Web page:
We all know work on the mission field is not easy. No matter where they are assigned, missionaries struggle with alienation, loneliness, and stress. But we might underestimate the significant difficulties they face upon returning home after years on the field. The better we understand the challenges they face, the better we can support and pray for them.
Here are four significant struggles that missionaries experience when they get home:
1. Readjusting to their home culture
No matter how prepared they are, missionaries experience culture shock when they get to the mission field—but they also experience it coming home. It is not just a matter of adjusting to the things that are different from their host country, but it is also a struggle to deal with all the changes.
Missionaries may feel somewhat like the children in The Lion, the Witch and the Wardrobe. They have just returned from a land where they met interesting people and had life-altering experiences, and they are coming back to a world where no one can possibly understand how they have changed. Churches, friends, and families expect missionaries to return as the same people they were when they left. In many cases, loved ones expect them to fill the same relational and operational roles.
Yet the place they return to and their loved ones have also changed while they were away. These transformations on both sides can leave missionaries feeling incredibly lonely.
2. Acclimating children
As hard as it is for the missionaries themselves to adjust, it is even more difficult on their children. Missionary kids returning from abroad can struggle with identity issues. At a time when every difference seems magnified and conspicuous, these kids acutely feel the variations in customs, fashion, priorities, and values.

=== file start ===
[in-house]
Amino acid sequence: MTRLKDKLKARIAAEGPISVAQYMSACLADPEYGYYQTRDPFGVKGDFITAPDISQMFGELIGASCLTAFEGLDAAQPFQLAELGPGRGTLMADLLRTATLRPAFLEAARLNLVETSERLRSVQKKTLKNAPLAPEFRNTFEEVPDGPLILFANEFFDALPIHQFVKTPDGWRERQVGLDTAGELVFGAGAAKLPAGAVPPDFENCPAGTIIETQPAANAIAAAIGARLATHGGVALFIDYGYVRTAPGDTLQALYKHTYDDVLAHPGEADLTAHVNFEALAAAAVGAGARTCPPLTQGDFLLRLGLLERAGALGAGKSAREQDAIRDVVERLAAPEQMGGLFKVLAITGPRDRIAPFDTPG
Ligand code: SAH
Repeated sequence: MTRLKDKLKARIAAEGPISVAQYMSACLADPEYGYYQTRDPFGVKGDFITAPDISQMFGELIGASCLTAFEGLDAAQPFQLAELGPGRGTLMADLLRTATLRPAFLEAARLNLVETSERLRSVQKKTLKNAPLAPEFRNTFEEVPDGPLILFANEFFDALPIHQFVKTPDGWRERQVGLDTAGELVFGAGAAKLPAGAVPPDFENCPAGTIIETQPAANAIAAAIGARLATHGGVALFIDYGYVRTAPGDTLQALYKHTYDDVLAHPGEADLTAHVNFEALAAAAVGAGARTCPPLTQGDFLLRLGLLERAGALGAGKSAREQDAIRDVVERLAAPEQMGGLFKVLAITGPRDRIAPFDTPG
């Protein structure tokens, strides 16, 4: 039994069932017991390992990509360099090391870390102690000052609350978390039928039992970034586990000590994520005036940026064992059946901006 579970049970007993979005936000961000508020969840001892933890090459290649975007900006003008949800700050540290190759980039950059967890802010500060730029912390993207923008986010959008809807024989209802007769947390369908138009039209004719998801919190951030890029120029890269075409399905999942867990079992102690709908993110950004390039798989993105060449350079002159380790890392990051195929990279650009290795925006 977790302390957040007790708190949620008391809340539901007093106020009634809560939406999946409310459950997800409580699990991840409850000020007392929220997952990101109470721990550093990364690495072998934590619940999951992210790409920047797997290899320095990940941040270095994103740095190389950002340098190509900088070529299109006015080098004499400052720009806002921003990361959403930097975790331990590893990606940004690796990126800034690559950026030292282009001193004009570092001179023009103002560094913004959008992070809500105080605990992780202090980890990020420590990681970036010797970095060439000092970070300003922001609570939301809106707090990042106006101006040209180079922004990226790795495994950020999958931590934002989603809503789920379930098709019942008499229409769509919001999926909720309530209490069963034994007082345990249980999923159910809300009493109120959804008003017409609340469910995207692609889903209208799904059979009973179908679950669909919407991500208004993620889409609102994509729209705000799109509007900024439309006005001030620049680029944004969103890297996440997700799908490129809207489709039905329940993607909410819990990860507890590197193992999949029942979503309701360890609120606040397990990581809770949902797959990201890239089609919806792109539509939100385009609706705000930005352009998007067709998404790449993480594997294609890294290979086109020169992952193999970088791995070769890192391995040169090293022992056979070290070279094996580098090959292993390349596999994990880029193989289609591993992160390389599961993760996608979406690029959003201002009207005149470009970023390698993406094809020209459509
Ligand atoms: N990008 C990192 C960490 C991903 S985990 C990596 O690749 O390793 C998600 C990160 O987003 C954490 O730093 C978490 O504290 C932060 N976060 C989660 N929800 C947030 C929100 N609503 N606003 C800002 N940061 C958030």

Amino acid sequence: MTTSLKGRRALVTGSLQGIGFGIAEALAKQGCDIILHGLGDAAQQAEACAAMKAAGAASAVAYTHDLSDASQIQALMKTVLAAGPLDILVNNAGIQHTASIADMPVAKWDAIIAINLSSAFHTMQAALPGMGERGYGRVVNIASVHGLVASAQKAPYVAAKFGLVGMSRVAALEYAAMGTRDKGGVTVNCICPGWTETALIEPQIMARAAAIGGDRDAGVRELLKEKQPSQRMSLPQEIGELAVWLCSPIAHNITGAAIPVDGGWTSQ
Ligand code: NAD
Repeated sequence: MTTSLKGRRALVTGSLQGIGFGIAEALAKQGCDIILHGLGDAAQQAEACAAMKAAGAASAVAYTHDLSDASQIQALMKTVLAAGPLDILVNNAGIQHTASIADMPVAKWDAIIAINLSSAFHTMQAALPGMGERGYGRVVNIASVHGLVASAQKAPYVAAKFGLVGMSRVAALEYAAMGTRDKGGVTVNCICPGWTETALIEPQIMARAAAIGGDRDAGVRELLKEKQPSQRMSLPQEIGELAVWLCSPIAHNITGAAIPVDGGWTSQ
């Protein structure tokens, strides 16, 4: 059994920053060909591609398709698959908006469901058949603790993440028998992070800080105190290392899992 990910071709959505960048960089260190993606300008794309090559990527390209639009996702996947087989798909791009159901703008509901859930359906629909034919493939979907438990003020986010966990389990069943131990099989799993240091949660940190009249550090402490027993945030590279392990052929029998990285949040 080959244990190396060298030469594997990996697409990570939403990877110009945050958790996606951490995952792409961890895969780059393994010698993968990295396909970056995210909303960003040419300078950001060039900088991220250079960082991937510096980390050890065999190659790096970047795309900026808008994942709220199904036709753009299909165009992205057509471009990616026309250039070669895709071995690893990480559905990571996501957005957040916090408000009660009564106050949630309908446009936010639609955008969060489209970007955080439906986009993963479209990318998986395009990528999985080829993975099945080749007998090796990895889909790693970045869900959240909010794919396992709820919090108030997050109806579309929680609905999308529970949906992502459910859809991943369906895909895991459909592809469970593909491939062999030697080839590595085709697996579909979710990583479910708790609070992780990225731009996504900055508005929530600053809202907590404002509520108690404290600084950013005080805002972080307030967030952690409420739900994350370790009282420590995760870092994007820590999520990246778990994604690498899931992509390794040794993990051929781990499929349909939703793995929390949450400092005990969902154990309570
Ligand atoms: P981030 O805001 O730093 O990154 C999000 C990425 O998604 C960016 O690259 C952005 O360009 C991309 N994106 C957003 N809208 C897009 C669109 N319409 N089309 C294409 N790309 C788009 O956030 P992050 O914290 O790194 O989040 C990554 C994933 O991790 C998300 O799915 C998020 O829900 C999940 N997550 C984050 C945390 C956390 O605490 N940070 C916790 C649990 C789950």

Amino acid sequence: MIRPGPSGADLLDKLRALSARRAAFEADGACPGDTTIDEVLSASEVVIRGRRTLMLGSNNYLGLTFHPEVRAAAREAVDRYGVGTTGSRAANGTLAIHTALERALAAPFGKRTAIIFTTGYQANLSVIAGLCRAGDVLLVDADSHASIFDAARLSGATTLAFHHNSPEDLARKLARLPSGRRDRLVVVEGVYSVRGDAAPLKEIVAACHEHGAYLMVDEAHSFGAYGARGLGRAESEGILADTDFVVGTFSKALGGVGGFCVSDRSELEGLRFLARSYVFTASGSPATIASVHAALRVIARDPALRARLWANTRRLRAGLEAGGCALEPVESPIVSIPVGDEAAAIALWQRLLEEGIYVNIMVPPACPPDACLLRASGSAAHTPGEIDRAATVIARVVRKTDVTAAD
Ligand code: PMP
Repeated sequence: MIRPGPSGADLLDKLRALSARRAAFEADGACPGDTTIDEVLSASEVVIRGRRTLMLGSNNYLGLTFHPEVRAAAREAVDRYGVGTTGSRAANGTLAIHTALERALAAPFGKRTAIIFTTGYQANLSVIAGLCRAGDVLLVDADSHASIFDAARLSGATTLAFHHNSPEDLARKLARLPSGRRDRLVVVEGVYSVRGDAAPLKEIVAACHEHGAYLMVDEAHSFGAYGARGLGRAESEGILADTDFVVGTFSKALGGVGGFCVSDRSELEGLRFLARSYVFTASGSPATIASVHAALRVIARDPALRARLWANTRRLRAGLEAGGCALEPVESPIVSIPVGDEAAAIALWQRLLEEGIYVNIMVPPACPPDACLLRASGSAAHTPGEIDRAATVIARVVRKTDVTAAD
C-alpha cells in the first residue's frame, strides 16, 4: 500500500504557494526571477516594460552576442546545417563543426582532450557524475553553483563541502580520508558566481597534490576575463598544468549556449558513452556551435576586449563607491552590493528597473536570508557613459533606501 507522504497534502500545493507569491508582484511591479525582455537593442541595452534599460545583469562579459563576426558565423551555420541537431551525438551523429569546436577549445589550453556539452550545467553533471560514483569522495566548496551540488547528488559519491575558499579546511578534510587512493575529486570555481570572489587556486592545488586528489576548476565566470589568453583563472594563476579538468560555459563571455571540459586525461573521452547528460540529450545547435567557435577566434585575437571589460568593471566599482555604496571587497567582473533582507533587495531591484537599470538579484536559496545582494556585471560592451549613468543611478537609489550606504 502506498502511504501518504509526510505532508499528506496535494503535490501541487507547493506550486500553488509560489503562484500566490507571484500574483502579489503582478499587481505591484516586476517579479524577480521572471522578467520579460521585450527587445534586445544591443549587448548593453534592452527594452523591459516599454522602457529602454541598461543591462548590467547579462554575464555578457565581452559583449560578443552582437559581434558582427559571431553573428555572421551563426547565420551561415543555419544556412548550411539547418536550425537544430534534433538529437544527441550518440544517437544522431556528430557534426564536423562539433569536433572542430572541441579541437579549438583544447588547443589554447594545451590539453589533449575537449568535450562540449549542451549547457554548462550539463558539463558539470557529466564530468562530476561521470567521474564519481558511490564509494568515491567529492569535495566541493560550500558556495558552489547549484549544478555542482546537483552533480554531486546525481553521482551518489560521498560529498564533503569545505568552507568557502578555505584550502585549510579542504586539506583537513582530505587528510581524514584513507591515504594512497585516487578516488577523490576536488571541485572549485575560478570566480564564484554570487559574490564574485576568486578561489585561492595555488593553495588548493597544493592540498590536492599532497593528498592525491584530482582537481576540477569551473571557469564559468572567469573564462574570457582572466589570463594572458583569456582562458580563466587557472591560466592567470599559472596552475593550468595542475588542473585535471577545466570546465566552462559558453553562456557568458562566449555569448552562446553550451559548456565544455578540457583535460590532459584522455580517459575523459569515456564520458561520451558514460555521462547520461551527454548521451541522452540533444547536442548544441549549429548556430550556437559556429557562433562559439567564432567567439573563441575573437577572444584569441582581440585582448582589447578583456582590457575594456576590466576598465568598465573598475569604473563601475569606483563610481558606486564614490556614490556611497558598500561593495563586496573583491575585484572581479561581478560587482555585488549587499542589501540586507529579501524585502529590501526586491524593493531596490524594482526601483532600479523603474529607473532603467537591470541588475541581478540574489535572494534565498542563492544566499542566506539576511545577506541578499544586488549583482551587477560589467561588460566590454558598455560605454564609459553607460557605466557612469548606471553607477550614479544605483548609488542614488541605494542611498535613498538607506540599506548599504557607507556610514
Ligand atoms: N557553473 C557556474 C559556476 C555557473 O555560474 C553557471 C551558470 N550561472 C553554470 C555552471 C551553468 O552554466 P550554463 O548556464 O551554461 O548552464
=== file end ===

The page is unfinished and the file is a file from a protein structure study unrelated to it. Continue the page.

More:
When missionaries watch their kids struggle with their own reentry, it magnifies the anxiety they already feel about being home. Because they are experiencing the same issues their kids are facing, they may not feel adequately prepared to help them. This only ramps up the isolation that the entire family feels.
3. Starting over
On almost every level, missionaries are starting over when they return home. They are likely going to need to find a new job, home, school, and maybe even a new church. It can be frustrating to feel like an entire life has to be rebuilt from scratch.
The sensation of being ill-prepared to start over makes reentry even more difficult. Factoring in the pre-missionary schooling and preparation, on top of the actual missionary experience, they have likely been working toward one goal their entire adult lives. Now that their missionary service is over, they may not feel equipped to do anything else and are unsure where they fit.
4. Facing financial insecurity
Missionary work is not lucrative. So when missionaries return home, it is probably not to a full savings account. And even if the believers who supported their mission work are financially helping them transition out of the field, it will not happen indefinitely. This puts returning missionaries on very insecure footing.
For many of us, having a car break down or getting sick is a temporary setback, but for missionaries trying to get some financial traction, these challenges become huge obstacles. Many missionaries feel like they are one catastrophe away from devastation.
You can help
The Kairos Benevolence Fund strives to provide compassion and care to missionary families by financially insulating these faithful Kingdom servants from the potential devastation of a health or financial crisis.